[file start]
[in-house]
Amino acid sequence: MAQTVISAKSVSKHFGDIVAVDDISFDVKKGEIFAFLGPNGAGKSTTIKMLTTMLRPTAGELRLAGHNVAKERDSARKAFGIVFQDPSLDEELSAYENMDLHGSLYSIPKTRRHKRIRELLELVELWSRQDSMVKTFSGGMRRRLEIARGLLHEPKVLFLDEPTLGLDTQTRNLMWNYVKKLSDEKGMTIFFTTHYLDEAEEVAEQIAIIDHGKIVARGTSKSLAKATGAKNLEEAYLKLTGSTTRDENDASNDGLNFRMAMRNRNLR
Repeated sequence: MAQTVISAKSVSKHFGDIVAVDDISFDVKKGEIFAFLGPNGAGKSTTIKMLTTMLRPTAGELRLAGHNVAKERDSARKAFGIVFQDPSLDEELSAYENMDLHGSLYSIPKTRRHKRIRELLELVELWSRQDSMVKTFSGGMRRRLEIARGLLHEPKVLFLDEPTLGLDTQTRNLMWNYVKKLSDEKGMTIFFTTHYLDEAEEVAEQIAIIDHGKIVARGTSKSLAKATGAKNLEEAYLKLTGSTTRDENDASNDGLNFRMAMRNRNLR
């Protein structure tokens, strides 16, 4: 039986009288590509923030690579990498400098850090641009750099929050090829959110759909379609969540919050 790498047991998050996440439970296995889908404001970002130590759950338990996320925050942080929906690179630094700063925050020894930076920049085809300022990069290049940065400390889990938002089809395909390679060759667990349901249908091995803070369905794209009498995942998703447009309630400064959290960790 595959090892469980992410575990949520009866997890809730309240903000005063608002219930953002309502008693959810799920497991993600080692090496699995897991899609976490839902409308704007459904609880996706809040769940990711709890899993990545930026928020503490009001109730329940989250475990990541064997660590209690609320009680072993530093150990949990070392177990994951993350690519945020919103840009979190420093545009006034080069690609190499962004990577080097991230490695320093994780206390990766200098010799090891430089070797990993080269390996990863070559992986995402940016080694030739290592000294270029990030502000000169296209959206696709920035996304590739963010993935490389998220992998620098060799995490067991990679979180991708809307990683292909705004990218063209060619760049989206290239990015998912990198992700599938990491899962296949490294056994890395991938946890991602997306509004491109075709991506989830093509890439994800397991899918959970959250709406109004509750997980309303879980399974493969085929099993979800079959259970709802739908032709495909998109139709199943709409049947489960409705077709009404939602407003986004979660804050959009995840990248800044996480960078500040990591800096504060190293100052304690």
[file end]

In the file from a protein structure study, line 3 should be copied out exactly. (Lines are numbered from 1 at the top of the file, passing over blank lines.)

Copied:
Repeated sequence: MAQTVISAKSVSKHFGDIVAVDDISFDVKKGEIFAFLGPNGAGKSTTIKMLTTMLRPTAGELRLAGHNVAKERDSARKAFGIVFQDPSLDEELSAYENMDLHGSLYSIPKTRRHKRIRELLELVELWSRQDSMVKTFSGGMRRRLEIARGLLHEPKVLFLDEPTLGLDTQTRNLMWNYVKKLSDEKGMTIFFTTHYLDEAEEVAEQIAIIDHGKIVARGTSKSLAKATGAKNLEEAYLKLTGSTTRDENDASNDGLNFRMAMRNRNLR